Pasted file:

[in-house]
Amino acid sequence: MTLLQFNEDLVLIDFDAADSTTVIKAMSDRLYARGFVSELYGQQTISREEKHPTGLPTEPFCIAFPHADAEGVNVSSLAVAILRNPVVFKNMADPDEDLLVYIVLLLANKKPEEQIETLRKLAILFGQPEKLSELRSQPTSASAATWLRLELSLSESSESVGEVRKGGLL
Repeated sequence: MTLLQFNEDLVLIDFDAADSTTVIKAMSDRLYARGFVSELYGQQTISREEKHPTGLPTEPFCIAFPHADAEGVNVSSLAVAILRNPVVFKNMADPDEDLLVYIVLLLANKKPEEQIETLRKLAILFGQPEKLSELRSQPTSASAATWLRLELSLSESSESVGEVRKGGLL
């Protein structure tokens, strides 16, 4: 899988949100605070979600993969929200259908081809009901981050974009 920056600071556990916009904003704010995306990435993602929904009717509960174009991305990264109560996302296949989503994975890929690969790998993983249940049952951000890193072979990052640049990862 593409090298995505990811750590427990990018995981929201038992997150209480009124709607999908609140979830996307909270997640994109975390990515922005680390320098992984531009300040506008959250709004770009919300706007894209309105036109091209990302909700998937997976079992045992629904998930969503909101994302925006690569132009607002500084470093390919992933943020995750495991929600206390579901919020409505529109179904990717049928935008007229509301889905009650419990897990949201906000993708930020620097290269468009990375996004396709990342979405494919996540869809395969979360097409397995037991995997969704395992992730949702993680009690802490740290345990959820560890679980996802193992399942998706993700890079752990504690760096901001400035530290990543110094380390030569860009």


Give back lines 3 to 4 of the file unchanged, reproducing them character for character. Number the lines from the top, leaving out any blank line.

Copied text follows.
Repeated sequence: MTLLQFNEDLVLIDFDAADSTTVIKAMSDRLYARGFVSELYGQQTISREEKHPTGLPTEPFCIAFPHADAEGVNVSSLAVAILRNPVVFKNMADPDEDLLVYIVLLLANKKPEEQIETLRKLAILFGQPEKLSELRSQPTSASAATWLRLELSLSESSESVGEVRKGGLL
């Protein structure tokens, strides 16, 4: 899988949100605070979600993969929200259908081809009901981050974009 920056600071556990916009904003704010995306990435993602929904009717509960174009991305990264109560996302296949989503994975890929690969790998993983249940049952951000890193072979990052640049990862 593409090298995505990811750590427990990018995981929201038992997150209480009124709607999908609140979830996307909270997640994109975390990515922005680390320098992984531009300040506008959250709004770009919300706007894209309105036109091209990302909700998937997976079992045992629904998930969503909101994302925006690569132009607002500084470093390919992933943020995750495991929600206390579901919020409505529109179904990717049928935008007229509301889905009650419990897990949201906000993708930020620097290269468009990375996004396709990342979405494919996540869809395969979360097409397995037991995997969704395992992730949702993680009690802490740290345990959820560890679980996802193992399942998706993700890079752990504690760096901001400035530290990543110094380390030569860009």